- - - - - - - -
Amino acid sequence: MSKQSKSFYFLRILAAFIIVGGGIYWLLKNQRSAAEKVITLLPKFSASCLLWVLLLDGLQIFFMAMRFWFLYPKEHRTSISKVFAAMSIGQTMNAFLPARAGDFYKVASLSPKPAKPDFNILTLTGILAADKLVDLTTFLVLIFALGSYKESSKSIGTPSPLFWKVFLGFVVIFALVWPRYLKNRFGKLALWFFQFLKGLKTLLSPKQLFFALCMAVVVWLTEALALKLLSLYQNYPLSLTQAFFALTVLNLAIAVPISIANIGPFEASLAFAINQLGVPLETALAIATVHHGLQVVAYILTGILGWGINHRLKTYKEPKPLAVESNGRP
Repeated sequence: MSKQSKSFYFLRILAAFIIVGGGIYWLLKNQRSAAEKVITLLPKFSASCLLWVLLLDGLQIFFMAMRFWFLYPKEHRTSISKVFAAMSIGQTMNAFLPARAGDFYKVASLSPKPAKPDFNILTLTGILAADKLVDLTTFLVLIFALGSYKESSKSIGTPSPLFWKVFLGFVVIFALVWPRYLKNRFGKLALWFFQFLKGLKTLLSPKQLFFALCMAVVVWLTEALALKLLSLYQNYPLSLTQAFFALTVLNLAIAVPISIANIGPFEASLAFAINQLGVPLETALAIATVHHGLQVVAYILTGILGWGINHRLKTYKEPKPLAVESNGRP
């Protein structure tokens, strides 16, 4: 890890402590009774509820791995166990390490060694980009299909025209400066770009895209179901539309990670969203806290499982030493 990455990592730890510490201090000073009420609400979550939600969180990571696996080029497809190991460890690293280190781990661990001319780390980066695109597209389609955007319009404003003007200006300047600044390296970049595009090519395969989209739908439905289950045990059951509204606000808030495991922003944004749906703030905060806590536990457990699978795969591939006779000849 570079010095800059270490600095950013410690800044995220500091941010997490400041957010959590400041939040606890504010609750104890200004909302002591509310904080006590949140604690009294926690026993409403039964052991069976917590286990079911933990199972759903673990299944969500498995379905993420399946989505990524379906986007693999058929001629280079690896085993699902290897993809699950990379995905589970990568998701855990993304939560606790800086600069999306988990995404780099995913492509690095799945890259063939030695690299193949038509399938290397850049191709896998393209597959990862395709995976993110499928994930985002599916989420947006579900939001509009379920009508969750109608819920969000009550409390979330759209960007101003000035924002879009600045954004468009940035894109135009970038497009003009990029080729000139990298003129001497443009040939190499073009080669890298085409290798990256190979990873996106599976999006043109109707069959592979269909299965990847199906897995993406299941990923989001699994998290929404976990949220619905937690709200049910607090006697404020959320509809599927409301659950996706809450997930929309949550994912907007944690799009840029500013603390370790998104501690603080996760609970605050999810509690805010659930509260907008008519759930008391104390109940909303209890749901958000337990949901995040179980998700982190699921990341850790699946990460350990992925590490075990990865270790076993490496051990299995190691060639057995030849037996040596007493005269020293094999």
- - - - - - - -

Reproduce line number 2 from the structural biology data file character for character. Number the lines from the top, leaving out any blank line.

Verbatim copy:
Repeated sequence: MSKQSKSFYFLRILAAFIIVGGGIYWLLKNQRSAAEKVITLLPKFSASCLLWVLLLDGLQIFFMAMRFWFLYPKEHRTSISKVFAAMSIGQTMNAFLPARAGDFYKVASLSPKPAKPDFNILTLTGILAADKLVDLTTFLVLIFALGSYKESSKSIGTPSPLFWKVFLGFVVIFALVWPRYLKNRFGKLALWFFQFLKGLKTLLSPKQLFFALCMAVVVWLTEALALKLLSLYQNYPLSLTQAFFALTVLNLAIAVPISIANIGPFEASLAFAINQLGVPLETALAIATVHHGLQVVAYILTGILGWGINHRLKTYKEPKPLAVESNGRP